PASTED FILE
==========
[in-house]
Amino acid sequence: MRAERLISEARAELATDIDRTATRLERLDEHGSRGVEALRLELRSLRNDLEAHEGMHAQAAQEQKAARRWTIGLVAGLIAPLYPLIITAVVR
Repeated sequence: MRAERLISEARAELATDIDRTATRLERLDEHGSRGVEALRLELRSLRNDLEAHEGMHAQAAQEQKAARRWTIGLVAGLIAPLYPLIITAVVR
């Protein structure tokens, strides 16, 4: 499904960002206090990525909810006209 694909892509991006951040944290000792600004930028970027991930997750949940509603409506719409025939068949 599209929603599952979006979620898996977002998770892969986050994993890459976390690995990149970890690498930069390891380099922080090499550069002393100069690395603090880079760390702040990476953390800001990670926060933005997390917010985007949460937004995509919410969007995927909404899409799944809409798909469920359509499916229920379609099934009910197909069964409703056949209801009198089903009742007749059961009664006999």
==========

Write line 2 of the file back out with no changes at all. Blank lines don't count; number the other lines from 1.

Amino acid sequence: MRAERLISEARAELATDIDRTATRLERLDEHGSRGVEALRLELRSLRNDLEAHEGMHAQAAQEQKAARRWTIGLVAGLIAPLYPLIITAVVR